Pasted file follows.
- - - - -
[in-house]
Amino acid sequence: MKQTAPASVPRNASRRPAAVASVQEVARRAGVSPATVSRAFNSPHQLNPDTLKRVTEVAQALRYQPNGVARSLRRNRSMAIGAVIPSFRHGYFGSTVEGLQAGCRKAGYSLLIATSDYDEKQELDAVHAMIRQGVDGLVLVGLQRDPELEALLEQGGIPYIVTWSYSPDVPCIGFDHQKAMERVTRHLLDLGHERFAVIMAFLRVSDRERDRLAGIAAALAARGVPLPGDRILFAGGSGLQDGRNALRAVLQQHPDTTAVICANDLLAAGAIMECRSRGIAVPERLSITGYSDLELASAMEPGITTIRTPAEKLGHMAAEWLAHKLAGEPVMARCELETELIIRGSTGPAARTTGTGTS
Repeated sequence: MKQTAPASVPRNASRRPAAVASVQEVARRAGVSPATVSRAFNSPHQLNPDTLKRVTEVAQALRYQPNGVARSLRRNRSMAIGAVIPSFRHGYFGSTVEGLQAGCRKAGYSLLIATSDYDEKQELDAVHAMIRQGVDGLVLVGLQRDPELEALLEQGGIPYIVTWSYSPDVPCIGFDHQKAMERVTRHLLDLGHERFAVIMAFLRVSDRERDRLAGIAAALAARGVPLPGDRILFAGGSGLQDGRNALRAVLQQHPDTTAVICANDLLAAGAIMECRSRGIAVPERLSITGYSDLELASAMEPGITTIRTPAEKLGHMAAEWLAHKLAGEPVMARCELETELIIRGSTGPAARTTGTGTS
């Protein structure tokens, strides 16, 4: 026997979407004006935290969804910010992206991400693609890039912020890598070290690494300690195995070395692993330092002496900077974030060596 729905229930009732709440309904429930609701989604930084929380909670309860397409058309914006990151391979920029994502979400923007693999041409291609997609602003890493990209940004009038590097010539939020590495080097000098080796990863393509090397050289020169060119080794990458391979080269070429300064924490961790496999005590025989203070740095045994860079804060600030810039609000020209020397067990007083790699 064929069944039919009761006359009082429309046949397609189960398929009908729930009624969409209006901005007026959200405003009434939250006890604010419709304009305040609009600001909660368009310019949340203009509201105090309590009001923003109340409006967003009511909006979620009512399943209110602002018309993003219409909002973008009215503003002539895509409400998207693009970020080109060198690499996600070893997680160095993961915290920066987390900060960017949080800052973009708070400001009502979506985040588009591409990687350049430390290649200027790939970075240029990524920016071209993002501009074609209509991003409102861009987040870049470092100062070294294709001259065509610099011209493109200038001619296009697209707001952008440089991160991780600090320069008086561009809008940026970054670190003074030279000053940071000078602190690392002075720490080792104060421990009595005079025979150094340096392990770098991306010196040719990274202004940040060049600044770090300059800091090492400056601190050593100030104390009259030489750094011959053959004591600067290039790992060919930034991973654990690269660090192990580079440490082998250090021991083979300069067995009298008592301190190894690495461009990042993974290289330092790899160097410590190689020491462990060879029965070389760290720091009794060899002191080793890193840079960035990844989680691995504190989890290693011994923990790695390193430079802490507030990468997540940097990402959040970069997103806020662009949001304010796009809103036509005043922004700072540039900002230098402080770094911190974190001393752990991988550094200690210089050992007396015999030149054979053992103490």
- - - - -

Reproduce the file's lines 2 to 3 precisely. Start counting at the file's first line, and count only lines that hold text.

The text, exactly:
Amino acid sequence: MKQTAPASVPRNASRRPAAVASVQEVARRAGVSPATVSRAFNSPHQLNPDTLKRVTEVAQALRYQPNGVARSLRRNRSMAIGAVIPSFRHGYFGSTVEGLQAGCRKAGYSLLIATSDYDEKQELDAVHAMIRQGVDGLVLVGLQRDPELEALLEQGGIPYIVTWSYSPDVPCIGFDHQKAMERVTRHLLDLGHERFAVIMAFLRVSDRERDRLAGIAAALAARGVPLPGDRILFAGGSGLQDGRNALRAVLQQHPDTTAVICANDLLAAGAIMECRSRGIAVPERLSITGYSDLELASAMEPGITTIRTPAEKLGHMAAEWLAHKLAGEPVMARCELETELIIRGSTGPAARTTGTGTS
Repeated sequence: MKQTAPASVPRNASRRPAAVASVQEVARRAGVSPATVSRAFNSPHQLNPDTLKRVTEVAQALRYQPNGVARSLRRNRSMAIGAVIPSFRHGYFGSTVEGLQAGCRKAGYSLLIATSDYDEKQELDAVHAMIRQGVDGLVLVGLQRDPELEALLEQGGIPYIVTWSYSPDVPCIGFDHQKAMERVTRHLLDLGHERFAVIMAFLRVSDRERDRLAGIAAALAARGVPLPGDRILFAGGSGLQDGRNALRAVLQQHPDTTAVICANDLLAAGAIMECRSRGIAVPERLSITGYSDLELASAMEPGITTIRTPAEKLGHMAAEWLAHKLAGEPVMARCELETELIIRGSTGPAARTTGTGTS